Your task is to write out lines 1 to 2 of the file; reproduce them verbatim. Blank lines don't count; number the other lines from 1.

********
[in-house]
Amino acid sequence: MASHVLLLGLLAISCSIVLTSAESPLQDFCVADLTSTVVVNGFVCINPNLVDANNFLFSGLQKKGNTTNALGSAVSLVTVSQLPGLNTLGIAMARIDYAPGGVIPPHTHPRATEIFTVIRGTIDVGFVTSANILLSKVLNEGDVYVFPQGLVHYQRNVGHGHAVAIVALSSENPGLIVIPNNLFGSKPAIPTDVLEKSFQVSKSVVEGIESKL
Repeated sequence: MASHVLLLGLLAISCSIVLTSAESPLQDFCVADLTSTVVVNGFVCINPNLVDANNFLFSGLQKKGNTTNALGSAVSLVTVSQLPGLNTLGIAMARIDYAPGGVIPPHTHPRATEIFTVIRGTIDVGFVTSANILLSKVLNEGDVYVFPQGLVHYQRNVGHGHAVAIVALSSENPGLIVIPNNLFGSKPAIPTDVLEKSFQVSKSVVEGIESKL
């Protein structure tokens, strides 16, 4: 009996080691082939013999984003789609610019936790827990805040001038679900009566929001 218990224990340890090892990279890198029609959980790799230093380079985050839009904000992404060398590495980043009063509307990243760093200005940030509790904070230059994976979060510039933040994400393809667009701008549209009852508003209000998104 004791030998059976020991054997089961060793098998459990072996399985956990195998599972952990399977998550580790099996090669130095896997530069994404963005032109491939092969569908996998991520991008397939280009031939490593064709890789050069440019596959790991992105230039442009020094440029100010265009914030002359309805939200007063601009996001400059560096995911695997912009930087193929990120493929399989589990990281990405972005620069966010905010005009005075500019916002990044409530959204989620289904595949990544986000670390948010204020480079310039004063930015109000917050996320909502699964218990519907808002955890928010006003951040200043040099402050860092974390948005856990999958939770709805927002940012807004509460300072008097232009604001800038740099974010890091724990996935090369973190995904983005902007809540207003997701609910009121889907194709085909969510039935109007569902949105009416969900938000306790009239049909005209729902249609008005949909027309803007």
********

[in-house]
Amino acid sequence: MASHVLLLGLLAISCSIVLTSAESPLQDFCVADLTSTVVVNGFVCINPNLVDANNFLFSGLQKKGNTTNALGSAVSLVTVSQLPGLNTLGIAMARIDYAPGGVIPPHTHPRATEIFTVIRGTIDVGFVTSANILLSKVLNEGDVYVFPQGLVHYQRNVGHGHAVAIVALSSENPGLIVIPNNLFGSKPAIPTDVLEKSFQVSKSVVEGIESKL